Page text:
Top Things to Consider in a Sea of Coaches

  • by Eva Van Krugel
  • Jul 09, 2019
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I was recently walking to meet a couple of colleagues for dinner one sunny, ocean-fresh evening in Victoria, BC. In front of me walking the sidewalk were two people talking about career options.

One says, “with your background why not go back to school to become an executive coach?”.

The other responds, “why the hell would I do that? There are thousands of coaches out there.”

She’s right, there are thousands of coach practitioners around the world, counted at 53,300 in a 2016 report issued by the International Coach Federation (ICF) and Price Waterhouse Cooper. That doesn’t include other coaches from alternative institutions. The same can be said for practitioners in other kinds of disciplines too.

How do you swim through those thousands of coaches to choose one to partner with?

As an ICF-accredited leadership coach who has partnered many talented and effective coaches I can say we’re not all created equal. We don’t all practice in the same areas or the same lived experiences to bring to our practices. Many of us declare different philosophies and specialized areas. We each have varied ways we might respond to the ROI question with clients based on our contributions. We’re diverse, and that’s a good thing because all of you out there are too and pairing well is foundational to a successful coaching partnership.

Determining if coaching is right for you is half the equation.

If you’re interested in coaching, here are some admittedly overly simplified distinctions between coaching, mentoring and therapy.

    • Coaching is about empowering you to move from where you are today to achieving your desired future state.
    • Mentoring is directive and advice-driven.
    • Therapy is about deep healing from past traumas and pain-points.

Depending on where you’re at and needing to go, any combination of these can be of high value. I have immersed in all three at various points in my personal and professional paths and continue to. It is also my ethical duty to be grounded and whole to offer my best self on behalf of my coaching clients.

The other half of the equation comes down to asking the right questions to find the right partner for you.

If you decide to look into a coaching partnership, here are five things to consider to help guide your choice:

1. Get referrals. Ask members of your personal and professional communities about coaches they’ve worked with who they might recommend and for what reasons.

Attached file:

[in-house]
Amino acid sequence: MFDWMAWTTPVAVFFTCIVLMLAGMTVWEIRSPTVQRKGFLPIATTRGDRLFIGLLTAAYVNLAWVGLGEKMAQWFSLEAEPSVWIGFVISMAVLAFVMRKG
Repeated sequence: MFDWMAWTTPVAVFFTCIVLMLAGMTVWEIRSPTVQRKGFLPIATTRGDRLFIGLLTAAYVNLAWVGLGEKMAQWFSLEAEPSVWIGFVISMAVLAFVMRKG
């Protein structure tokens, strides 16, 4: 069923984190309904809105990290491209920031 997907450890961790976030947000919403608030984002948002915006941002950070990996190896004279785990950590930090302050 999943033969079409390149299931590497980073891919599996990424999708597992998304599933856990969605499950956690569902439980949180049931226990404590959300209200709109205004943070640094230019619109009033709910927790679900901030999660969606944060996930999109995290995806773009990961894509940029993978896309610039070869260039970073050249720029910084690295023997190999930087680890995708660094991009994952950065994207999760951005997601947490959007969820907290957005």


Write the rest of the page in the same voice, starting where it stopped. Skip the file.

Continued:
2. Identify what kind of coach you’re looking for. To find ICF-accredited coaches there is a service on the ICF website to help you find a coach from around the globe. There are filters to customize your search and plenty of options to suit individual needs.

You can also search for coaching categories more broadly online such as business coaching, executive and leadership coaching, team coaching, life coaching, career coaching, whatever niche it is you’re keen to explore. Check out their websites, and ask to talk to the ones that light your fire!

3. If you’re feeling unsure about proceeding with a coach, meet with one or two more. Committing to coaching is an investment of time, energy and money, with a desire for shifts and changes at the end of it. It’s important to feel a sense of “fit” with who you partner.

Many coaches will commit to a first conversation at no charge so you can learn about one another (and yes, Fervor is one of those).

4. Get curious to inform your choice. Ask your potential coaching partner questions to help determine if they’re right for you. Here are a few thought-starters:

    • Are they accredited by a credible institution with strong ratings and operating under or a clear, visible Code of Ethics?
    • What experience do they have in the area(s) you’re wanting to be coached in?
    • How might they characterize their unique style, approach and abilities (and do those align for you?)?
    • What do their clients have to say about working with them?
    • What cost arrangement do they offer and does it meet with your needs? Coaching isn’t inexpensive, however there are ranges out there based on qualifications and experience which enable us to meet with varying needs.


5. During and after conversation with a coach, check-in with yourself. How do you feel in your head, heart and gut, and what are those messages telling you that can inform your choice?

Practicing what I preach means you can ask me about a no charge, no expectation discovery call to see if coaching with Fervor is right for you. I also have an incredible, trusted network of coaches specializing in a diverse range of practice areas in my community around the globe. I’m thrilled to refer them too once I understand more about what you need.

Over to you, and may you live and lead with Fervor out there!